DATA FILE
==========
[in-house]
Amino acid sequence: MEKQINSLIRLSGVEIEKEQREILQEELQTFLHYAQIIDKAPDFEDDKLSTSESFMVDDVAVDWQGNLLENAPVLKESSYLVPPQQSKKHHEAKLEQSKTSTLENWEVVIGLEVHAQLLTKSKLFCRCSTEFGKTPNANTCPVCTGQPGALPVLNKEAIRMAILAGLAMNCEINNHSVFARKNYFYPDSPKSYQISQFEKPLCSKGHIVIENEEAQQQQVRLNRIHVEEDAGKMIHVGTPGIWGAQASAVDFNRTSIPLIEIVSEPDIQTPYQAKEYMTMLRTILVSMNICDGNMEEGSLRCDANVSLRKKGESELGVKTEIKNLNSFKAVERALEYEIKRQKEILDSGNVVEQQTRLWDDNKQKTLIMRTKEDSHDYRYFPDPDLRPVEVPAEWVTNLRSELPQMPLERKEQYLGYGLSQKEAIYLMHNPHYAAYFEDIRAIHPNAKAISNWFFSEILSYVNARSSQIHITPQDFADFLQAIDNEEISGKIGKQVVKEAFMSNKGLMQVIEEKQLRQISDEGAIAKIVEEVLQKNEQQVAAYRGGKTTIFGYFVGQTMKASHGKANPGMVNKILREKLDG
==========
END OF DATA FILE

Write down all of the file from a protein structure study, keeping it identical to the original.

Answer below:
[in-house]
Amino acid sequence: MEKQINSLIRLSGVEIEKEQREILQEELQTFLHYAQIIDKAPDFEDDKLSTSESFMVDDVAVDWQGNLLENAPVLKESSYLVPPQQSKKHHEAKLEQSKTSTLENWEVVIGLEVHAQLLTKSKLFCRCSTEFGKTPNANTCPVCTGQPGALPVLNKEAIRMAILAGLAMNCEINNHSVFARKNYFYPDSPKSYQISQFEKPLCSKGHIVIENEEAQQQQVRLNRIHVEEDAGKMIHVGTPGIWGAQASAVDFNRTSIPLIEIVSEPDIQTPYQAKEYMTMLRTILVSMNICDGNMEEGSLRCDANVSLRKKGESELGVKTEIKNLNSFKAVERALEYEIKRQKEILDSGNVVEQQTRLWDDNKQKTLIMRTKEDSHDYRYFPDPDLRPVEVPAEWVTNLRSELPQMPLERKEQYLGYGLSQKEAIYLMHNPHYAAYFEDIRAIHPNAKAISNWFFSEILSYVNARSSQIHITPQDFADFLQAIDNEEISGKIGKQVVKEAFMSNKGLMQVIEEKQLRQISDEGAIAKIVEEVLQKNEQQVAAYRGGKTTIFGYFVGQTMKASHGKANPGMVNKILREKLDG